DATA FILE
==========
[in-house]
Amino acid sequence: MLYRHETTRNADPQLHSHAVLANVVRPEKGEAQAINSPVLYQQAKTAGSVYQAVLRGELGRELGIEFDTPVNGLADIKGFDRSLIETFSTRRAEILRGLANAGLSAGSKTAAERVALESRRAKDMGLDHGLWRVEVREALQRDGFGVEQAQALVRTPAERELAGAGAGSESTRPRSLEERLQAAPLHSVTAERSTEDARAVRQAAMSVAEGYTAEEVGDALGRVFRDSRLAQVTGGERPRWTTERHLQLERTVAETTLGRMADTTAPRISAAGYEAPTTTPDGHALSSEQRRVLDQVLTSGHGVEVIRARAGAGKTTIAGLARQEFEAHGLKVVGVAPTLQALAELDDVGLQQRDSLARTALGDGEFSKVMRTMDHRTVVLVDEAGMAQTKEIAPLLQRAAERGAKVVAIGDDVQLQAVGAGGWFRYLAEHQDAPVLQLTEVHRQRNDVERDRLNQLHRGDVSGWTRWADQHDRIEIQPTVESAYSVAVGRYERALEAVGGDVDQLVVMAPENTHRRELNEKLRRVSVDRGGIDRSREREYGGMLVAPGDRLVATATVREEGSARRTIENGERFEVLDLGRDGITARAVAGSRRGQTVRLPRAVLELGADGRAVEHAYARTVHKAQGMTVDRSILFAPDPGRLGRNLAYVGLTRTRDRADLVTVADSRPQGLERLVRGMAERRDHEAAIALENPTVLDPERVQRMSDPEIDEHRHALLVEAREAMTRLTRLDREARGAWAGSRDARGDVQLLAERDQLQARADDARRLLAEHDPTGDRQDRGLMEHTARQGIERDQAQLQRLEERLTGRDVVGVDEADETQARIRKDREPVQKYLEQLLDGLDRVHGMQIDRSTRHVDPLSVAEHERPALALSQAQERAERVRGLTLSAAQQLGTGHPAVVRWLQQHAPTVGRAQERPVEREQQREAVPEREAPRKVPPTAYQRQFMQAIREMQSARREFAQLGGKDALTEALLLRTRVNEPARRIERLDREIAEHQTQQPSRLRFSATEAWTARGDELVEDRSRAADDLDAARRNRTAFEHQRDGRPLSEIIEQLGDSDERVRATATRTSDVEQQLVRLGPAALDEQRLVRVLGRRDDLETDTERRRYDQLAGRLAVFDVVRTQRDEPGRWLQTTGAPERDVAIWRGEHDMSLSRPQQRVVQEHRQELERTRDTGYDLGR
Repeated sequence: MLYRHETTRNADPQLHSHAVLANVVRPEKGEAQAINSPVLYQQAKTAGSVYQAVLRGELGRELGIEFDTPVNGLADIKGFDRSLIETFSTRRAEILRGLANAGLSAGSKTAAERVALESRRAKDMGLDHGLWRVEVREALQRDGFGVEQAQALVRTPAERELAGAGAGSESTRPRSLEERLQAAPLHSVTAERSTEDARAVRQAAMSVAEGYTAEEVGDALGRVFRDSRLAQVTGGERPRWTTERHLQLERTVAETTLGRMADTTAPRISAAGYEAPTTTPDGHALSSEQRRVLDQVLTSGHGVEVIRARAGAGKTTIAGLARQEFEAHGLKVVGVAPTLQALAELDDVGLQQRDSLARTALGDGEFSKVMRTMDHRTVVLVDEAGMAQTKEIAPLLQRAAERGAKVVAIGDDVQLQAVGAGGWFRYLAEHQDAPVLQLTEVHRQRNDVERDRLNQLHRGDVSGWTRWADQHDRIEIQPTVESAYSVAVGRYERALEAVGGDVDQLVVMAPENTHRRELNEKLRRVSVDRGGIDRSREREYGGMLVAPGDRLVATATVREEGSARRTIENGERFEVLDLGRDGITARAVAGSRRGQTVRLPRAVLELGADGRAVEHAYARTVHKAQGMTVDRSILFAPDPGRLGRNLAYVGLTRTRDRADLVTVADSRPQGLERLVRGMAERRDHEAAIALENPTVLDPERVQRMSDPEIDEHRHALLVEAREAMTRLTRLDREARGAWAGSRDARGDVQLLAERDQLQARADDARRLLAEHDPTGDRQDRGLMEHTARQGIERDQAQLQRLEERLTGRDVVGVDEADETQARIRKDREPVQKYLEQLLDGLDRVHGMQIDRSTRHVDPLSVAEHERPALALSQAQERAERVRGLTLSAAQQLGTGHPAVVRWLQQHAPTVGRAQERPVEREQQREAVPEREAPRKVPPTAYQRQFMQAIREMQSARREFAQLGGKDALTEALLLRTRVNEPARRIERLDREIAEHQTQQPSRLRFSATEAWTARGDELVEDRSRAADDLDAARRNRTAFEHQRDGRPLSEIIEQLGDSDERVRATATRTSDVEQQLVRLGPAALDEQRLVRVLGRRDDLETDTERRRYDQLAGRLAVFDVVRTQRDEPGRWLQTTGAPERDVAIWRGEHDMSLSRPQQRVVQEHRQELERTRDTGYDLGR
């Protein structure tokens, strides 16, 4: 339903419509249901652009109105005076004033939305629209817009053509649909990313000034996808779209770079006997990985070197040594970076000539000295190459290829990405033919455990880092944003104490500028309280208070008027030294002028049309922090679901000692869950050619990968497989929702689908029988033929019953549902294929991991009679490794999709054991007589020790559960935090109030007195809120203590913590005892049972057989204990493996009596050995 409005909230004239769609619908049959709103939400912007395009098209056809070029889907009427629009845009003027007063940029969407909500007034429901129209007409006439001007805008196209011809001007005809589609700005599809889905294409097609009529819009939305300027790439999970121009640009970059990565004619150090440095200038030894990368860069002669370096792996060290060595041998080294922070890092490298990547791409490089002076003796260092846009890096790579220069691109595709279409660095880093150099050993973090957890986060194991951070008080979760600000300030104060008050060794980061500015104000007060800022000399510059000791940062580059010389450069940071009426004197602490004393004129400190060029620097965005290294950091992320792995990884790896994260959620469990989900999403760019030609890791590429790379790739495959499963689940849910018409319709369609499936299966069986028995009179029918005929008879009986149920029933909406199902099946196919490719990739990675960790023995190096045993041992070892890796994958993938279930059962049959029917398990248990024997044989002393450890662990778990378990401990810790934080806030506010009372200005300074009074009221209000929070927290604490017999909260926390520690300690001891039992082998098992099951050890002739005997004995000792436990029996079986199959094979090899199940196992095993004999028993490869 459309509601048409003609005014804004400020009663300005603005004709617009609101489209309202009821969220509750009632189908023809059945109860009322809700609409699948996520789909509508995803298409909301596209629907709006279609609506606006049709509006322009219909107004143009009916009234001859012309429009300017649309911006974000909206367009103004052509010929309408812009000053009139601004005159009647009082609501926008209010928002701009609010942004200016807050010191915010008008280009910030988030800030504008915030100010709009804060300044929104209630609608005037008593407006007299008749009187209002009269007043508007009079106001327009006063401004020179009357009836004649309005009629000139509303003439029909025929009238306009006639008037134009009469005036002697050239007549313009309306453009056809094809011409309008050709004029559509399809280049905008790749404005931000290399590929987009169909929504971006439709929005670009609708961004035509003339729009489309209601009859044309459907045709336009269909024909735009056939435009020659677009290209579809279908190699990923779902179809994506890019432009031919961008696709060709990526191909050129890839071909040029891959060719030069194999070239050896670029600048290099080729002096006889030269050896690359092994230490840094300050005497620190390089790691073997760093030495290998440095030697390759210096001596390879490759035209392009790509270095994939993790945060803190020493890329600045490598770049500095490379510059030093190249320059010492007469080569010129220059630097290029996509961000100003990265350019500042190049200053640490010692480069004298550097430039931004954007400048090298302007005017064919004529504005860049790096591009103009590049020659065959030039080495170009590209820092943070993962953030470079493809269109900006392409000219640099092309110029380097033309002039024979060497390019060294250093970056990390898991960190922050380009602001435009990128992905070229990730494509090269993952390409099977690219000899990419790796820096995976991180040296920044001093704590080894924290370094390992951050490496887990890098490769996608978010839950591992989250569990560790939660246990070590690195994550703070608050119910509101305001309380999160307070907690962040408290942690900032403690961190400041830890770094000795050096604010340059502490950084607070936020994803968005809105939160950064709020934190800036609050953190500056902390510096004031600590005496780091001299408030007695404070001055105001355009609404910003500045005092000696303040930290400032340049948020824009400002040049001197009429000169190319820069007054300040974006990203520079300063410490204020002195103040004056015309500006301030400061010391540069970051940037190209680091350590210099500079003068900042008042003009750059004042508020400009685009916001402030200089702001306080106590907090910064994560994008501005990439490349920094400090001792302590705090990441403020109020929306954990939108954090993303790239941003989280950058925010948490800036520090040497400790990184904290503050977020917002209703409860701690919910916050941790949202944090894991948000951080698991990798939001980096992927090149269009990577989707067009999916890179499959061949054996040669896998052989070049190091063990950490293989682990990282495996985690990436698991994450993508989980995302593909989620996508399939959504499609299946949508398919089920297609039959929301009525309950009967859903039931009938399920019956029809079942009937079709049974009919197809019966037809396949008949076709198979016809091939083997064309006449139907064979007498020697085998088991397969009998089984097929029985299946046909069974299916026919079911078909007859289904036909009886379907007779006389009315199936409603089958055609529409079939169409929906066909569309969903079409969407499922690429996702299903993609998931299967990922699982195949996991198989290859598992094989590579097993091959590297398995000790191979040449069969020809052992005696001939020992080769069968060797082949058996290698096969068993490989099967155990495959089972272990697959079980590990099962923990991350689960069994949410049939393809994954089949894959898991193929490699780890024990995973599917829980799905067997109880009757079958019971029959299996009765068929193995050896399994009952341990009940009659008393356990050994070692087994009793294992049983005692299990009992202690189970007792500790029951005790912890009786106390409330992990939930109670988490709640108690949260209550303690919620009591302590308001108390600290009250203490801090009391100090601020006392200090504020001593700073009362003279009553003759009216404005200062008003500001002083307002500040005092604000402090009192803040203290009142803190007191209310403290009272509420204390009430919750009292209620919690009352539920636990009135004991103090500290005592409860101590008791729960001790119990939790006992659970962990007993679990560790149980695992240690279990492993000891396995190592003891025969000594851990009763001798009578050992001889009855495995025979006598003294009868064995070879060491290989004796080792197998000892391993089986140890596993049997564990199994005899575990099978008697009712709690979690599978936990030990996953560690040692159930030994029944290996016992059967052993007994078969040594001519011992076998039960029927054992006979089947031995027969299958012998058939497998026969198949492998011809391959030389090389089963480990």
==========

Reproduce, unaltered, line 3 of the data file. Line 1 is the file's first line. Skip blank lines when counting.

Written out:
Repeated sequence: MLYRHETTRNADPQLHSHAVLANVVRPEKGEAQAINSPVLYQQAKTAGSVYQAVLRGELGRELGIEFDTPVNGLADIKGFDRSLIETFSTRRAEILRGLANAGLSAGSKTAAERVALESRRAKDMGLDHGLWRVEVREALQRDGFGVEQAQALVRTPAERELAGAGAGSESTRPRSLEERLQAAPLHSVTAERSTEDARAVRQAAMSVAEGYTAEEVGDALGRVFRDSRLAQVTGGERPRWTTERHLQLERTVAETTLGRMADTTAPRISAAGYEAPTTTPDGHALSSEQRRVLDQVLTSGHGVEVIRARAGAGKTTIAGLARQEFEAHGLKVVGVAPTLQALAELDDVGLQQRDSLARTALGDGEFSKVMRTMDHRTVVLVDEAGMAQTKEIAPLLQRAAERGAKVVAIGDDVQLQAVGAGGWFRYLAEHQDAPVLQLTEVHRQRNDVERDRLNQLHRGDVSGWTRWADQHDRIEIQPTVESAYSVAVGRYERALEAVGGDVDQLVVMAPENTHRRELNEKLRRVSVDRGGIDRSREREYGGMLVAPGDRLVATATVREEGSARRTIENGERFEVLDLGRDGITARAVAGSRRGQTVRLPRAVLELGADGRAVEHAYARTVHKAQGMTVDRSILFAPDPGRLGRNLAYVGLTRTRDRADLVTVADSRPQGLERLVRGMAERRDHEAAIALENPTVLDPERVQRMSDPEIDEHRHALLVEAREAMTRLTRLDREARGAWAGSRDARGDVQLLAERDQLQARADDARRLLAEHDPTGDRQDRGLMEHTARQGIERDQAQLQRLEERLTGRDVVGVDEADETQARIRKDREPVQKYLEQLLDGLDRVHGMQIDRSTRHVDPLSVAEHERPALALSQAQERAERVRGLTLSAAQQLGTGHPAVVRWLQQHAPTVGRAQERPVEREQQREAVPEREAPRKVPPTAYQRQFMQAIREMQSARREFAQLGGKDALTEALLLRTRVNEPARRIERLDREIAEHQTQQPSRLRFSATEAWTARGDELVEDRSRAADDLDAARRNRTAFEHQRDGRPLSEIIEQLGDSDERVRATATRTSDVEQQLVRLGPAALDEQRLVRVLGRRDDLETDTERRRYDQLAGRLAVFDVVRTQRDEPGRWLQTTGAPERDVAIWRGEHDMSLSRPQQRVVQEHRQELERTRDTGYDLGR